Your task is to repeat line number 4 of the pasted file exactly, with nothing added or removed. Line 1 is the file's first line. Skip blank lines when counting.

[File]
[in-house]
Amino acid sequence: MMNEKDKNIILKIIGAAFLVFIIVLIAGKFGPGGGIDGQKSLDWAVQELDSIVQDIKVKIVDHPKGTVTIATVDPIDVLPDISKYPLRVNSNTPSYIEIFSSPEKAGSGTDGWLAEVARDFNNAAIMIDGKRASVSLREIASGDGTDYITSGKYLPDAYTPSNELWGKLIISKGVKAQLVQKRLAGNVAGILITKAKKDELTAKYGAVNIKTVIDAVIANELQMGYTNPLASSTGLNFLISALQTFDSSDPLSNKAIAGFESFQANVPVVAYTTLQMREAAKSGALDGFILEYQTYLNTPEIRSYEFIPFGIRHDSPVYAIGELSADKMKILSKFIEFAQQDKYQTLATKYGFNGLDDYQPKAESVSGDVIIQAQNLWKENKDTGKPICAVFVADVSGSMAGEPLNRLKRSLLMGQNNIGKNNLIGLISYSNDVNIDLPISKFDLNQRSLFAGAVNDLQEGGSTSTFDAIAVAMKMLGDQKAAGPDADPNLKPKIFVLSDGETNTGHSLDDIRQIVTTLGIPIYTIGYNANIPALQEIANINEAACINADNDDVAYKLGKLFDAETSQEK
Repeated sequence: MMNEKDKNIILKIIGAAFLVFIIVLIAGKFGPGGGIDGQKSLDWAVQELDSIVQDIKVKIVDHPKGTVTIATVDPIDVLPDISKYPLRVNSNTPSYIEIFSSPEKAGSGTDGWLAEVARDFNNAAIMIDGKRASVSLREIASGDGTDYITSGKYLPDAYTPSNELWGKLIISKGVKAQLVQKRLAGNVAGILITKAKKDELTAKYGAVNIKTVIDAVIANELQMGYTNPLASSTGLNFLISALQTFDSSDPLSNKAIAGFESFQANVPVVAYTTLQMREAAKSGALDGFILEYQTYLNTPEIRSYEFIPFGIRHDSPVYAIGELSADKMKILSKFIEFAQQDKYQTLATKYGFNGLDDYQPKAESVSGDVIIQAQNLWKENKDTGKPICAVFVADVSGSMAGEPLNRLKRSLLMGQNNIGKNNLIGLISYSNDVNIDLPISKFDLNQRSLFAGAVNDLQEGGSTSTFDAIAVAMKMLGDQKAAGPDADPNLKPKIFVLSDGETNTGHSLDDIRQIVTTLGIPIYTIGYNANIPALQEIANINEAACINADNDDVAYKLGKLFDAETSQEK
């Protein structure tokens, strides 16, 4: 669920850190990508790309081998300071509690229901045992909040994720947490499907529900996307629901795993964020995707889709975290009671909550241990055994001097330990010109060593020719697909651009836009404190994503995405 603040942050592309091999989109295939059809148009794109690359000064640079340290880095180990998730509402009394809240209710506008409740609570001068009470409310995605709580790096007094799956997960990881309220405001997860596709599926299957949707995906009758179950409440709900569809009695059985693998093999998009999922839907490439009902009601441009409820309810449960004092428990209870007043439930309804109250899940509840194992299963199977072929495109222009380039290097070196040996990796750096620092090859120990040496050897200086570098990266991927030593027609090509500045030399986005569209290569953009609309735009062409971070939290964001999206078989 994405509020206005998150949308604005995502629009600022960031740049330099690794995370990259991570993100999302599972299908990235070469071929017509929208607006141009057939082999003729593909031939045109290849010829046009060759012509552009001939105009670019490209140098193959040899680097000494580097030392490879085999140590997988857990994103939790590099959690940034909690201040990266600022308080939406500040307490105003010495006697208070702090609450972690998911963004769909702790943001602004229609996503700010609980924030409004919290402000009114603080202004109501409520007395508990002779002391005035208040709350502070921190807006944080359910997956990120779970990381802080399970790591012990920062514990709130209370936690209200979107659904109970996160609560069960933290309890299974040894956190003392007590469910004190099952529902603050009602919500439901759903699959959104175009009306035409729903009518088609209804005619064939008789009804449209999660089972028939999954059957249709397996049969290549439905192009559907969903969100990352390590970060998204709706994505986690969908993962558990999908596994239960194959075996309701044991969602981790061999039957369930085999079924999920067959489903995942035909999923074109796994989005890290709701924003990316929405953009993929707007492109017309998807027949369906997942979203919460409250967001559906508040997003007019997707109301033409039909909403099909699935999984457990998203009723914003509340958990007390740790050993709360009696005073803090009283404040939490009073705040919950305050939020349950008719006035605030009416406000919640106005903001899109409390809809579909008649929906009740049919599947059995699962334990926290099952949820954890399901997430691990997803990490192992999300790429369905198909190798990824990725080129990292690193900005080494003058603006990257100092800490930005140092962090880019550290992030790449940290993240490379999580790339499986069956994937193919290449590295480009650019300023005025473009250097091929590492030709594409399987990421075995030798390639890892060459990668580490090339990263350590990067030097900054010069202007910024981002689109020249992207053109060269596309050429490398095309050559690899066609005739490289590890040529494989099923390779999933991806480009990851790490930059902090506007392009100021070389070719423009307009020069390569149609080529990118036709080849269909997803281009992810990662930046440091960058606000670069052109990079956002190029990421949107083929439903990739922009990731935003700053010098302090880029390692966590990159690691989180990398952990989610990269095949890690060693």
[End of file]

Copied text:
């Protein structure tokens, strides 16, 4: 669920850190990508790309081998300071509690229901045992909040994720947490499907529900996307629901795993964020995707889709975290009671909550241990055994001097330990010109060593020719697909651009836009404190994503995405 603040942050592309091999989109295939059809148009794109690359000064640079340290880095180990998730509402009394809240209710506008409740609570001068009470409310995605709580790096007094799956997960990881309220405001997860596709599926299957949707995906009758179950409440709900569809009695059985693998093999998009999922839907490439009902009601441009409820309810449960004092428990209870007043439930309804109250899940509840194992299963199977072929495109222009380039290097070196040996990796750096620092090859120990040496050897200086570098990266991927030593027609090509500045030399986005569209290569953009609309735009062409971070939290964001999206078989 994405509020206005998150949308604005995502629009600022960031740049330099690794995370990259991570993100999302599972299908990235070469071929017509929208607006141009057939082999003729593909031939045109290849010829046009060759012509552009001939105009670019490209140098193959040899680097000494580097030392490879085999140590997988857990994103939790590099959690940034909690201040990266600022308080939406500040307490105003010495006697208070702090609450972690998911963004769909702790943001602004229609996503700010609980924030409004919290402000009114603080202004109501409520007395508990002779002391005035208040709350502070921190807006944080359910997956990120779970990381802080399970790591012990920062514990709130209370936690209200979107659904109970996160609560069960933290309890299974040894956190003392007590469910004190099952529902603050009602919500439901759903699959959104175009009306035409729903009518088609209804005619064939008789009804449209999660089972028939999954059957249709397996049969290549439905192009559907969903969100990352390590970060998204709706994505986690969908993962558990999908596994239960194959075996309701044991969602981790061999039957369930085999079924999920067959489903995942035909999923074109796994989005890290709701924003990316929405953009993929707007492109017309998807027949369906997942979203919460409250967001559906508040997003007019997707109301033409039909909403099909699935999984457990998203009723914003509340958990007390740790050993709360009696005073803090009283404040939490009073705040919950305050939020349950008719006035605030009416406000919640106005903001899109409390809809579909008649929906009740049919599947059995699962334990926290099952949820954890399901997430691990997803990490192992999300790429369905198909190798990824990725080129990292690193900005080494003058603006990257100092800490930005140092962090880019550290992030790449940290993240490379999580790339499986069956994937193919290449590295480009650019300023005025473009250097091929590492030709594409399987990421075995030798390639890892060459990668580490090339990263350590990067030097900054010069202007910024981002689109020249992207053109060269596309050429490398095309050559690899066609005739490289590890040529494989099923390779999933991806480009990851790490930059902090506007392009100021070389070719423009307009020069390569149609080529990118036709080849269909997803281009992810990662930046440091960058606000670069052109990079956002190029990421949107083929439903990739922009990731935003700053010098302090880029390692966590990159690691989180990398952990989610990269095949890690060693």